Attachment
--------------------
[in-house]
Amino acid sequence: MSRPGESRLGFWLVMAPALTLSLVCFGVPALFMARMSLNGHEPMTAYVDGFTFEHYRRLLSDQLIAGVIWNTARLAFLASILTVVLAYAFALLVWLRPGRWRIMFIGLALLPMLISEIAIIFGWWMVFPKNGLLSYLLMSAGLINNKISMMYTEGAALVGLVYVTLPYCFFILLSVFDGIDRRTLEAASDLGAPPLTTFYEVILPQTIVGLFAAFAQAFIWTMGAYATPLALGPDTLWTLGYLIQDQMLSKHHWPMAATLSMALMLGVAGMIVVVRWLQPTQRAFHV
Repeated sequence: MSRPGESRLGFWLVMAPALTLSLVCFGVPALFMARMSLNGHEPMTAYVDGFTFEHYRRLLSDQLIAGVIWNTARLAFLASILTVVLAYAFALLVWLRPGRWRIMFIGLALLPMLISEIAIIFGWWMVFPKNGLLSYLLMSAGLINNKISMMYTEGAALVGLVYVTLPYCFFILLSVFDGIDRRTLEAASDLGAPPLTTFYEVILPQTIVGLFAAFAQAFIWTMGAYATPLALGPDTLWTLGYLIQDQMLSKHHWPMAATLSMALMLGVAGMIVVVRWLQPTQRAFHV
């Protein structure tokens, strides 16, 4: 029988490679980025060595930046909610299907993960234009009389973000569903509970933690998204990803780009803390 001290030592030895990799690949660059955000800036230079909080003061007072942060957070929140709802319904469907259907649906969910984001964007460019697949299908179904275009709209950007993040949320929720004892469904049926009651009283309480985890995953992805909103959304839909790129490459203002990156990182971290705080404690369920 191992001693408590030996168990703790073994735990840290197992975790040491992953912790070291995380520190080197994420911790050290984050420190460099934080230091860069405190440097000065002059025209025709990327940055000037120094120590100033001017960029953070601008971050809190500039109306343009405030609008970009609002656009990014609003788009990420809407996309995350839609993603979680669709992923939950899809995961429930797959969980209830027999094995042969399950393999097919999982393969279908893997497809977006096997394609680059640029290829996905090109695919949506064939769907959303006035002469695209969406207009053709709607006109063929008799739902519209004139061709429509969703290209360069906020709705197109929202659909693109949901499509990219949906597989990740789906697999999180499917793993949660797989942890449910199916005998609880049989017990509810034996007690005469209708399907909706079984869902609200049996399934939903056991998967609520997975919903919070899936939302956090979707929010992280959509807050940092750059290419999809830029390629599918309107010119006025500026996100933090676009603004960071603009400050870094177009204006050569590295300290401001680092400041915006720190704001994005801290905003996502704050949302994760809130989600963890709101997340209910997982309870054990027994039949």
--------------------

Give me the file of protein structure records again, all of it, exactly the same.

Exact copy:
[in-house]
Amino acid sequence: MSRPGESRLGFWLVMAPALTLSLVCFGVPALFMARMSLNGHEPMTAYVDGFTFEHYRRLLSDQLIAGVIWNTARLAFLASILTVVLAYAFALLVWLRPGRWRIMFIGLALLPMLISEIAIIFGWWMVFPKNGLLSYLLMSAGLINNKISMMYTEGAALVGLVYVTLPYCFFILLSVFDGIDRRTLEAASDLGAPPLTTFYEVILPQTIVGLFAAFAQAFIWTMGAYATPLALGPDTLWTLGYLIQDQMLSKHHWPMAATLSMALMLGVAGMIVVVRWLQPTQRAFHV
Repeated sequence: MSRPGESRLGFWLVMAPALTLSLVCFGVPALFMARMSLNGHEPMTAYVDGFTFEHYRRLLSDQLIAGVIWNTARLAFLASILTVVLAYAFALLVWLRPGRWRIMFIGLALLPMLISEIAIIFGWWMVFPKNGLLSYLLMSAGLINNKISMMYTEGAALVGLVYVTLPYCFFILLSVFDGIDRRTLEAASDLGAPPLTTFYEVILPQTIVGLFAAFAQAFIWTMGAYATPLALGPDTLWTLGYLIQDQMLSKHHWPMAATLSMALMLGVAGMIVVVRWLQPTQRAFHV
């Protein structure tokens, strides 16, 4: 029988490679980025060595930046909610299907993960234009009389973000569903509970933690998204990803780009803390 001290030592030895990799690949660059955000800036230079909080003061007072942060957070929140709802319904469907259907649906969910984001964007460019697949299908179904275009709209950007993040949320929720004892469904049926009651009283309480985890995953992805909103959304839909790129490459203002990156990182971290705080404690369920 191992001693408590030996168990703790073994735990840290197992975790040491992953912790070291995380520190080197994420911790050290984050420190460099934080230091860069405190440097000065002059025209025709990327940055000037120094120590100033001017960029953070601008971050809190500039109306343009405030609008970009609002656009990014609003788009990420809407996309995350839609993603979680669709992923939950899809995961429930797959969980209830027999094995042969399950393999097919999982393969279908893997497809977006096997394609680059640029290829996905090109695919949506064939769907959303006035002469695209969406207009053709709607006109063929008799739902519209004139061709429509969703290209360069906020709705197109929202659909693109949901499509990219949906597989990740789906697999999180499917793993949660797989942890449910199916005998609880049989017990509810034996007690005469209708399907909706079984869902609200049996399934939903056991998967609520997975919903919070899936939302956090979707929010992280959509807050940092750059290419999809830029390629599918309107010119006025500026996100933090676009603004960071603009400050870094177009204006050569590295300290401001680092400041915006720190704001994005801290905003996502704050949302994760809130989600963890709101997340209910997982309870054990027994039949």